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(an entry for the On Display collab:  "Little Things")

5 April 2003

The old woman had been coming into our office for weeks. She was stooped, grumpy, disheveled. She had a lot of problems. Her main problem was that all of her internal organs were falling out, a common problem with older women who have given birth to many children (I say, as a getting-older-woman who has given birth to many children, and who is keeping her fingers crossed that all those organs stay put!)

She traveled a long distance to come here, and each time it was a struggle getting her to come in. She has an active, intellectually-stimulating job which keeps her busy and somehow she always complained about "having" to come in again, though she kept coming. The problem was severe enough that she wanted it fixed.

Finally surgery was scheduled, but because of her frail health and complicated condition (which required two different specialists to repair), the workup prior to surgery was extensive. There were appointments with a cardiologist, with the lab, with a couple of urologists, with the hospital to make arrangements. With each phone call, each appointment, each new thing that came about because of something found on the prior exam, she grumbled more. Each time she came in, she was just that much more disheveled. At one point she told me that if I called her about one more appointment, she was just going to cancel the whole thing. In fact, she very nearly did cancel it the day prior to surgery when told she would have to stop at the lab for one last test.

But she didn't. She hung in there and the surgery was performed.

She came back recently for her post-op visit. I couldn't believe it. She was a new person. She had been reborn. Her hair was combed for the first time since I met her. What's more she was wearing make-up. She had a big smile on her face and spoke with animation. When she went to disrobe for the post-op exam, I asked her husband, who accompanied her, how things were going. He gave a big grin and the thumbs-up sign.

Amazing what letting little problems fester will do for you...and amazing what a difference confronting them and working to solve them can make!

I'm thinking of the times in my life when little things began to gnaw at me. Little physical things, or little emotional things. I'm a great one for ignoring warning signs, for putting off dealing with things until they can no longer be ignored. By the time I finally confront them, the little molehills in my minds have begun to rival the Rockies in size.

Years ago I began to ignore my dental hygiene, for example--as the result of a very negative experience with a dentist when I was pregnant with Tom. At first it was out of anger at the dentist, and then it was out of fear for the damage I had done to my teeth. Never one to look at things sensibly, I was too embarrassed to have the damage fixed because it would involve admitting to another dentist that I'd let my teeth go.

Over the years, the condition of my teeth became the whole focus of my thought process. During waking hours, I was worried about them on some level of my consciousness all the time. At night I dreamed about them. There were periods of intense pain when I couldn't push the worry to the back; I just had to tough it out until that period of pain passed.

I put off dealing with the problem for 20 years. When I finally reached the breaking point--I was convinced the front teeth were about ready to fall out at any moment--I called Cindy and made my confession. She set me up for an appointment at the end of her day, to avoid my having to deal with the embarrassment of losing my teeth while there were other people in the office.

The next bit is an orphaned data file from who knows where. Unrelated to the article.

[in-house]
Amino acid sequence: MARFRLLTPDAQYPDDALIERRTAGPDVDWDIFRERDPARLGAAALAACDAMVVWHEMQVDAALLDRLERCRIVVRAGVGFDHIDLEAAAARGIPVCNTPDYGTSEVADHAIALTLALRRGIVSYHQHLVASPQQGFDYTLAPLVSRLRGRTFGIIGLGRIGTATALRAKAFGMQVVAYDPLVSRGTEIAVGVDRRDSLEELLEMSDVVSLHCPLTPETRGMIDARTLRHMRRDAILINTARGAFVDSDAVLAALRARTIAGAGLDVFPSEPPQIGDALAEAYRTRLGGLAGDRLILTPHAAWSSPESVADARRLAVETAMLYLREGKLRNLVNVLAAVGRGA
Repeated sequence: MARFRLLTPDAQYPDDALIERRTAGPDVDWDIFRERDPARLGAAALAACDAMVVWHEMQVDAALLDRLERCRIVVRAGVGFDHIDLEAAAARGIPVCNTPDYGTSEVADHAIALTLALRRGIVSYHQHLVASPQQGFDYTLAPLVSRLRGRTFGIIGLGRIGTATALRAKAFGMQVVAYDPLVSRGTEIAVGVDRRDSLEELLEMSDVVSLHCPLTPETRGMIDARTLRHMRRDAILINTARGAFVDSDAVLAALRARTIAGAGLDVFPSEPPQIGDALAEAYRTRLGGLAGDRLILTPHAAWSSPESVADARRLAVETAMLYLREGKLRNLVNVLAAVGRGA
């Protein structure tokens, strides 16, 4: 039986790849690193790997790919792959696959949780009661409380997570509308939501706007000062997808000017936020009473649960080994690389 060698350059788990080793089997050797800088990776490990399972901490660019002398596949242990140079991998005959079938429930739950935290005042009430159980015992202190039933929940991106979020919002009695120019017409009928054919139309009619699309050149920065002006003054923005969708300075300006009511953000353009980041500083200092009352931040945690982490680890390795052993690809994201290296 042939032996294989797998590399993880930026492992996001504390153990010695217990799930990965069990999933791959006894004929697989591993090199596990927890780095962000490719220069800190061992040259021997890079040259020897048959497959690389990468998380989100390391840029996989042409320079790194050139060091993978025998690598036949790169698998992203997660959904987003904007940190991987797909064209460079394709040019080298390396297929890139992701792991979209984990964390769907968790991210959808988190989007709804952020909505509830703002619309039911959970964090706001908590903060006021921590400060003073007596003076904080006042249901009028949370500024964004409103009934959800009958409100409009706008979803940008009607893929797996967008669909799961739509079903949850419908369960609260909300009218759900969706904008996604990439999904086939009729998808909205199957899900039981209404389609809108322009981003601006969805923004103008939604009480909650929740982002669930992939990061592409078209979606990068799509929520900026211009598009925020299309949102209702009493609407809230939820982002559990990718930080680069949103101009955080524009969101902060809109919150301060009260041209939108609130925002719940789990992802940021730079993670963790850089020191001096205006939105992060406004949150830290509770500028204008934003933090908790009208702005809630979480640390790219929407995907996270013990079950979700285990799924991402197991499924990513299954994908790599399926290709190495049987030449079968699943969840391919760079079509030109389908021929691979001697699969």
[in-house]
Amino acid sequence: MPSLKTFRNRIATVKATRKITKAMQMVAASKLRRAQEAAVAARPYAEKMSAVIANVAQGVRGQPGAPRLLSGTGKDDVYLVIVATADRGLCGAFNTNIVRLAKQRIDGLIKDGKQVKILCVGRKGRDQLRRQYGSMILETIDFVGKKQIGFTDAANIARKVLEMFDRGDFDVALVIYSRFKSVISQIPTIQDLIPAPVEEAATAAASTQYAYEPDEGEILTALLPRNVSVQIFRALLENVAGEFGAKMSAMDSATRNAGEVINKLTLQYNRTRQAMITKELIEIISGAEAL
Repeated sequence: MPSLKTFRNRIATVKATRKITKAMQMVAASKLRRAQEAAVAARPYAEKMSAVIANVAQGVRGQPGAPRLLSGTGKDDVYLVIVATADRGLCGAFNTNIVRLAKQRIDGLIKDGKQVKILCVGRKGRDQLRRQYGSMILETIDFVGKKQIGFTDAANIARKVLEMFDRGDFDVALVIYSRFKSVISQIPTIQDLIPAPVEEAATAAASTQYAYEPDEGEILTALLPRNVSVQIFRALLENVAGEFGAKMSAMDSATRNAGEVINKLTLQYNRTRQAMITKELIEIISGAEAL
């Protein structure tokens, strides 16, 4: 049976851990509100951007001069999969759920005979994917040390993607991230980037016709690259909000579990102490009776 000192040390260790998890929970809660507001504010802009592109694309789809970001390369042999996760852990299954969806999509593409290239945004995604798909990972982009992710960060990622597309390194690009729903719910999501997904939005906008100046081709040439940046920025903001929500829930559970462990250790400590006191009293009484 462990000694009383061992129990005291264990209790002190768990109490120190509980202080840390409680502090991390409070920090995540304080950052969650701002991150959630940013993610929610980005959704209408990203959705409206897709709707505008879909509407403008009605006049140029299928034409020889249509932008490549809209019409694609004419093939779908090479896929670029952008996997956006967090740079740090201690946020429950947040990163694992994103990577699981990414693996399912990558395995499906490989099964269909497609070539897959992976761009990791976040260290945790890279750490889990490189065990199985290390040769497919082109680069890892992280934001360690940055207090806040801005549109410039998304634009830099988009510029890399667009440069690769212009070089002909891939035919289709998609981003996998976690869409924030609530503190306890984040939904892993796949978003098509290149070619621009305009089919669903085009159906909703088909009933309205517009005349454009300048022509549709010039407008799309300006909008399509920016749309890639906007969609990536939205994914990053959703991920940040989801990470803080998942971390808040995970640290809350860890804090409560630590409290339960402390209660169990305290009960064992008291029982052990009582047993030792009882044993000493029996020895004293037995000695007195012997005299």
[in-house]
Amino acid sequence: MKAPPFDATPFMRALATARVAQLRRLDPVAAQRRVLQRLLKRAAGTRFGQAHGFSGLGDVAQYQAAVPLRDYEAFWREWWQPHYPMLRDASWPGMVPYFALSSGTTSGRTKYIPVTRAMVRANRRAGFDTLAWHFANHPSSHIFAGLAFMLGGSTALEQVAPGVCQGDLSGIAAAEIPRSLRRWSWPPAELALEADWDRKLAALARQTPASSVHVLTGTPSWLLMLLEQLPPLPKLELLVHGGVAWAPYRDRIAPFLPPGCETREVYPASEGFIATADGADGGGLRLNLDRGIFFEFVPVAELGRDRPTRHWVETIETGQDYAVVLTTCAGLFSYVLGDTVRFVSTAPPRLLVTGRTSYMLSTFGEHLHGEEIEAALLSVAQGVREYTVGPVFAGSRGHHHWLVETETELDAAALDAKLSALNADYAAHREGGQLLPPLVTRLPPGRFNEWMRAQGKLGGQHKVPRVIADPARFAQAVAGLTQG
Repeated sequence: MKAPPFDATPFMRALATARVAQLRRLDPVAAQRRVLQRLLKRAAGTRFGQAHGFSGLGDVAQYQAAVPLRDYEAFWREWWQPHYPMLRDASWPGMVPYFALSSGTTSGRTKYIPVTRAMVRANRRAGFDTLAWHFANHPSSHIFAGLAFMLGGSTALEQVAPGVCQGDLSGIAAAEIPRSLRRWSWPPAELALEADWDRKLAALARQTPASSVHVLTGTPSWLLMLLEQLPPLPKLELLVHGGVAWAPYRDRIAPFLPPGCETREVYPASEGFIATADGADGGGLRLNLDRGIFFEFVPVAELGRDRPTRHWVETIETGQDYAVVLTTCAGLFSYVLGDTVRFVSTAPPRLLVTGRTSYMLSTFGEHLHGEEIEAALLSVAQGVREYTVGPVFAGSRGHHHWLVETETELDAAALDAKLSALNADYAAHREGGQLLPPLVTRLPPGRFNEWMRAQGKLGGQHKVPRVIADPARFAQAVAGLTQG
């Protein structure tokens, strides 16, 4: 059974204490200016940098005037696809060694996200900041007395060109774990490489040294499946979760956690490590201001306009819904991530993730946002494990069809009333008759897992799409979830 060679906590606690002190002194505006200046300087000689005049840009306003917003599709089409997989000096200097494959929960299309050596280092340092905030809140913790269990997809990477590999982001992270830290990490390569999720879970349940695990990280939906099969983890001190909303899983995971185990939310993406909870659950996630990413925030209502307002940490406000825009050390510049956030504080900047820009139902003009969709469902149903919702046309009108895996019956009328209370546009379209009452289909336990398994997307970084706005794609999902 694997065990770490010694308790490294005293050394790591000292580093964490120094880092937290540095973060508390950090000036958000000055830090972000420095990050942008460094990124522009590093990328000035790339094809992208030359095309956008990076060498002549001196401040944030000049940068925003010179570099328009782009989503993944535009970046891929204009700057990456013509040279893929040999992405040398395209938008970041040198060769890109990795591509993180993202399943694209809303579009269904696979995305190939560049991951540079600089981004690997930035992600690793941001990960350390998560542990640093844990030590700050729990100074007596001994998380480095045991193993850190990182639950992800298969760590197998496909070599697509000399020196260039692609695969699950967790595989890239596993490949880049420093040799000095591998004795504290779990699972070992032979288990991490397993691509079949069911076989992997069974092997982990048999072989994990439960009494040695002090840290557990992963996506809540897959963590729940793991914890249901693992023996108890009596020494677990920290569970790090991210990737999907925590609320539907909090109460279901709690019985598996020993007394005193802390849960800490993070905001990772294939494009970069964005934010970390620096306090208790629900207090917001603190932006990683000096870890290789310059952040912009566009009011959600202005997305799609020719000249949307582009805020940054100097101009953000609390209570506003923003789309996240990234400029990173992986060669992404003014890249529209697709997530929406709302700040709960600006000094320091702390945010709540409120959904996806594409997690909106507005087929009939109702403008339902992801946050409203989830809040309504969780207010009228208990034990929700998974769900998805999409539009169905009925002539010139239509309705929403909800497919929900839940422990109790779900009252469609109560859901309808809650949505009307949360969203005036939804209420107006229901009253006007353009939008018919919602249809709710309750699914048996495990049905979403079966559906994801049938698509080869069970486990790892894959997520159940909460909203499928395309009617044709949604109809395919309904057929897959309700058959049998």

We discovered that while yes, I had done damage to my teeth, miraculously it wasn't nearly as bad as I'd feared all those years and for a well-earned fee (which I tease her probably put at least two of her children through college), I had my teeth back--all of them, I had my smile back, and most importantly, I had my peace of mind back.

I was not unlike our patient and the obvious weight that has been lifted from her shoulders now that her surgery has taken place and gone well.

I don't know why we torture ourselves needlessly. Things that start out small can actually remain relatively small if we deal with them in the beginning. When we let them sit and fester for days...weeks...years...decades... then the fear of what will happen when we confront them becomes larger than the "thing" we are afraid to confront.

It's a truth I am constantly discovering over and over again as I begin to face the little things in my life that I've pushed to the back for so long. This is not to say that confrontation is painless. But it's less painful than suffering in silence, watching the little things grow into bigger things, watching the molehills morph into mountains.

I'd like to say I've learned my lesson, but I know I haven't. But with each little thing that I face, it makes it just that little bit easier to face the next little thing.

Quote of the Day

Living is a form of not being sure, not knowing what next or how.... We guess. We may be wrong,
but we take leap after leap in the dark.

~ Agnes de Mille, dancer and choreographer

Yesterday's Photo

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Ned was always fearless
on the diving board

One Year Ago
California Thru the Back Door
(Olivia and I explore the greenbelt)

Two Years Ago
Ready or Not, Here I Come
(Getting ready for Boston)

Three Years Ago
Me and Granny Muffin
(One of Davis' town characters)

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Pounds Lost:  70
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On the Odometer

Blue Angel Total 853.6
2003 YTD Cumulative:  360.2

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